House prices fall for second month in a row
UK house prices fell for the second month in a row in April, data from Halifax has revealed.
The average price in April fell by -0.2% from March to £177,648 and marked the third monthly price fall in the past six months.
However, looking at the quarterly change, which is less volatile and more reliable, prices between February and April were up by 8.5% yearly, and 2.3% compared to the previous quarter.
Meanwhile, in March the number of homes sold and mortgages approved by lenders both fell.
The number of home sales went down by 5% to 106,070 during the month, for the first time in almost a year, according to HMRC. But that figure was still 29% higher than it had been a year earlier.
Mortgage approvals for house purchases also fell in March by just under 4% to 67,135, from 69,592 in February, according to the Bank of England. Given that they also decreased between January and February, there has been a reduction of almost 12% in approvals in the past two months.
There remains a gap between the number of sellers and buyers in the property market, and it is growing. The Royal Institute of Chartered Surveyors said that while new buyer enquiries remained steady in the first three months of 2014, the number of homeowners listing their property for sale fell in every month during the same period.
Demand remains strong
Stephen Noakes, mortgages director at Halifax, said: "Although mortgage approvals have now declined for two consecutive months and property transactions fell in March, on an annual basis housing demand still remains strong.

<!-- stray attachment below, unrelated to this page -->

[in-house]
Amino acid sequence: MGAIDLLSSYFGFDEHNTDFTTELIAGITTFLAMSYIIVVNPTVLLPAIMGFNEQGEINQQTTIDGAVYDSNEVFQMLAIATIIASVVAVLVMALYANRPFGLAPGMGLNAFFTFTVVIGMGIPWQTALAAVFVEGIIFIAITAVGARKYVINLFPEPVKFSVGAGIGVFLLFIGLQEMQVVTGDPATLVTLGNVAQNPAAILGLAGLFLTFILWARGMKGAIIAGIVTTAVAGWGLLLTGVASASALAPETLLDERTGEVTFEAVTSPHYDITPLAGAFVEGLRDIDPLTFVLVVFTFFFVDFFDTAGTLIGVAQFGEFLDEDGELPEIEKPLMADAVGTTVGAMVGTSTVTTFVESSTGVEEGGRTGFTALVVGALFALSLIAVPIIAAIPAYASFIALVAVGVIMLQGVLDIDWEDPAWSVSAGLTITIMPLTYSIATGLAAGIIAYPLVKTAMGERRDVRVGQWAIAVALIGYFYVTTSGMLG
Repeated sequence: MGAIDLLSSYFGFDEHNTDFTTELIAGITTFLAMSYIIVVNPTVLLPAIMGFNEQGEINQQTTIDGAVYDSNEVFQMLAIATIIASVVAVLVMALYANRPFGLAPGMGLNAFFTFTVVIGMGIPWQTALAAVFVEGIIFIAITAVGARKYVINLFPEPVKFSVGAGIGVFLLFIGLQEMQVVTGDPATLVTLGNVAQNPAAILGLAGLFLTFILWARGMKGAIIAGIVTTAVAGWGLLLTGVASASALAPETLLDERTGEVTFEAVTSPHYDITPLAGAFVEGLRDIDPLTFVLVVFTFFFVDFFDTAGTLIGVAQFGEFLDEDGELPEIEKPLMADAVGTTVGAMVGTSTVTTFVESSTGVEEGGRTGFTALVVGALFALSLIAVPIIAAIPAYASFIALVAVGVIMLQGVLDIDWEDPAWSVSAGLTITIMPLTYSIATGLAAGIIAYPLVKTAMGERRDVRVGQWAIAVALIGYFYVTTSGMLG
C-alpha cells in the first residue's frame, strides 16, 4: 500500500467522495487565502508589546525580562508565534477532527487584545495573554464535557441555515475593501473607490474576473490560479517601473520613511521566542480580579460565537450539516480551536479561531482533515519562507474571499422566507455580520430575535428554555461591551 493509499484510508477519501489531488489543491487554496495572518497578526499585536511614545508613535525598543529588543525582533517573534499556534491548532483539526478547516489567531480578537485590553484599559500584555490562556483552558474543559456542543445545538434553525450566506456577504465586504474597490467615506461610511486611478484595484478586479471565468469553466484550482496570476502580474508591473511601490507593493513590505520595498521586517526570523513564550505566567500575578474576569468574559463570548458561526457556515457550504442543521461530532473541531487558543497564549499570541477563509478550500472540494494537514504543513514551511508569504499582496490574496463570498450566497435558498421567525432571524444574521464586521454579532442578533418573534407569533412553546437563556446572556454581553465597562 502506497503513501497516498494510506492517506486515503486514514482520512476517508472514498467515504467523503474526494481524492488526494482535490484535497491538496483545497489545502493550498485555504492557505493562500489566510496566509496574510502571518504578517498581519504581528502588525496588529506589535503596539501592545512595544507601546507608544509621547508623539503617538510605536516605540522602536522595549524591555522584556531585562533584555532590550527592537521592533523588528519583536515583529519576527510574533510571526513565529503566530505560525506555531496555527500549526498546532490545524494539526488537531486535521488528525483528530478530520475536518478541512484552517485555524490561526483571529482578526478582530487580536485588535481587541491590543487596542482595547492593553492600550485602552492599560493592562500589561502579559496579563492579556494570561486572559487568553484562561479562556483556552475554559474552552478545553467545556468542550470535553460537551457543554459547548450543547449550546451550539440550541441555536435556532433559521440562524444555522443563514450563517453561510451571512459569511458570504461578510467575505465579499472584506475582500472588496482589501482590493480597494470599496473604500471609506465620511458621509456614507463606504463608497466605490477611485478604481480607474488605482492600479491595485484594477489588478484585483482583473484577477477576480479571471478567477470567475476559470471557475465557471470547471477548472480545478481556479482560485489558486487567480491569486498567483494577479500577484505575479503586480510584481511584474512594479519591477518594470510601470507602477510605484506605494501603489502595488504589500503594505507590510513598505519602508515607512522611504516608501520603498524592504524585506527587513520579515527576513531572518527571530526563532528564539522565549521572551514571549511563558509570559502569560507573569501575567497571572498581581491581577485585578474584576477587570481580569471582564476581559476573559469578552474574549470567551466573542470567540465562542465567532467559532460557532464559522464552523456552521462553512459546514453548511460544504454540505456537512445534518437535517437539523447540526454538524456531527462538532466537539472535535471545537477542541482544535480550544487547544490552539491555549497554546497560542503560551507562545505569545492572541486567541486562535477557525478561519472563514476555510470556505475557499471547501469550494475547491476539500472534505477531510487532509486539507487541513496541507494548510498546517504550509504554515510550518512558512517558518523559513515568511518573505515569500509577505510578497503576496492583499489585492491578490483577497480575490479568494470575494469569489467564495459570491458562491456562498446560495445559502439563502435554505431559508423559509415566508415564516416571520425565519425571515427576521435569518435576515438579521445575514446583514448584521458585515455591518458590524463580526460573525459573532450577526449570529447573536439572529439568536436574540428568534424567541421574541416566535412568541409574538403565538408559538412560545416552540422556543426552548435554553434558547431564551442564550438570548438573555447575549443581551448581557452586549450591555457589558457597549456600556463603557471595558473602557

"Housing demand continues to be supported by an economic recovery that is gathering pace, rising consumer confidence, low interest rates and wage growth finally beginning to outgrow consumer prices. However, with supply of properties being slow to respond to market conditions, stronger demand in the past year has resulted in upward pressure on house prices."
Nicholas Ayre, managing director of buying agency Home Fusion, added: "What we are seeing is a housing market that is jammed with homeowners refusing to sell up because they are worried about where they are going to live. Not only are transactional costs high – as well as the sticker price, you have stamp duty, various legal costs and stamp duty - there is also the stress and hassle factor. No wonder people are staying put."
A hugely unpopular tax paid on property and share purchases. Stamp duty on property is levied at 1% for purchases over £125,000 (£250,000 for first-time buyers) which then moves up at a tiered rate. For property between £125k and £250k you pay 1%, then 3% from £250k up to £500k and then 4% from £500k to £1m and then 5% for properties over £1m. But unlike income tax, which is “tiered” and different rates kick in at different levels, stamp duty is a “slab” tax where you pay the rate on the whole purchase price of the property. On shares, stamp duty is charged at a flat rate of 0.5% on all share purchases. Figures correct as of May 2011.